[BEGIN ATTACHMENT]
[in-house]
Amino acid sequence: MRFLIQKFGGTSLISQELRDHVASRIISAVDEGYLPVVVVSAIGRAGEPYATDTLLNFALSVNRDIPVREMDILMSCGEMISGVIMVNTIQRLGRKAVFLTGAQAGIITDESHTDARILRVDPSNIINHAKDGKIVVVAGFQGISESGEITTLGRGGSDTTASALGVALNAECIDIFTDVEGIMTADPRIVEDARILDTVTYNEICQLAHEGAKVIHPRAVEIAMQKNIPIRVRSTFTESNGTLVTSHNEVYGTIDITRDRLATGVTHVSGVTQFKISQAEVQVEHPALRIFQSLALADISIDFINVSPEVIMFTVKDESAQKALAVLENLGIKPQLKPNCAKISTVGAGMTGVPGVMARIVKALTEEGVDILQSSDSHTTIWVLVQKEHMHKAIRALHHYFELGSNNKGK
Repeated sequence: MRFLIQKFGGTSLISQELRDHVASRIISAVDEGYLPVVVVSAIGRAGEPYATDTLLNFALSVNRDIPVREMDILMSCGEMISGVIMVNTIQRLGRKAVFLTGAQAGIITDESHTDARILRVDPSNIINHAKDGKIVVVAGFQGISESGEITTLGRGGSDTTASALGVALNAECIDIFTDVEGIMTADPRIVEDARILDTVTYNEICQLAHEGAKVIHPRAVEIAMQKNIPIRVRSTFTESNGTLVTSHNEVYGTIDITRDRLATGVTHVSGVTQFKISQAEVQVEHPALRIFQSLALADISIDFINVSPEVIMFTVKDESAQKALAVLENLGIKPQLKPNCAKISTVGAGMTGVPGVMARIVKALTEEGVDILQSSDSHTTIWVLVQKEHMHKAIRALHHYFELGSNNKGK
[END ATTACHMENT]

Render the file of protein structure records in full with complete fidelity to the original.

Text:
[in-house]
Amino acid sequence: MRFLIQKFGGTSLISQELRDHVASRIISAVDEGYLPVVVVSAIGRAGEPYATDTLLNFALSVNRDIPVREMDILMSCGEMISGVIMVNTIQRLGRKAVFLTGAQAGIITDESHTDARILRVDPSNIINHAKDGKIVVVAGFQGISESGEITTLGRGGSDTTASALGVALNAECIDIFTDVEGIMTADPRIVEDARILDTVTYNEICQLAHEGAKVIHPRAVEIAMQKNIPIRVRSTFTESNGTLVTSHNEVYGTIDITRDRLATGVTHVSGVTQFKISQAEVQVEHPALRIFQSLALADISIDFINVSPEVIMFTVKDESAQKALAVLENLGIKPQLKPNCAKISTVGAGMTGVPGVMARIVKALTEEGVDILQSSDSHTTIWVLVQKEHMHKAIRALHHYFELGSNNKGK
Repeated sequence: MRFLIQKFGGTSLISQELRDHVASRIISAVDEGYLPVVVVSAIGRAGEPYATDTLLNFALSVNRDIPVREMDILMSCGEMISGVIMVNTIQRLGRKAVFLTGAQAGIITDESHTDARILRVDPSNIINHAKDGKIVVVAGFQGISESGEITTLGRGGSDTTASALGVALNAECIDIFTDVEGIMTADPRIVEDARILDTVTYNEICQLAHEGAKVIHPRAVEIAMQKNIPIRVRSTFTESNGTLVTSHNEVYGTIDITRDRLATGVTHVSGVTQFKISQAEVQVEHPALRIFQSLALADISIDFINVSPEVIMFTVKDESAQKALAVLENLGIKPQLKPNCAKISTVGAGMTGVPGVMARIVKALTEEGVDILQSSDSHTTIWVLVQKEHMHKAIRALHHYFELGSNNKGK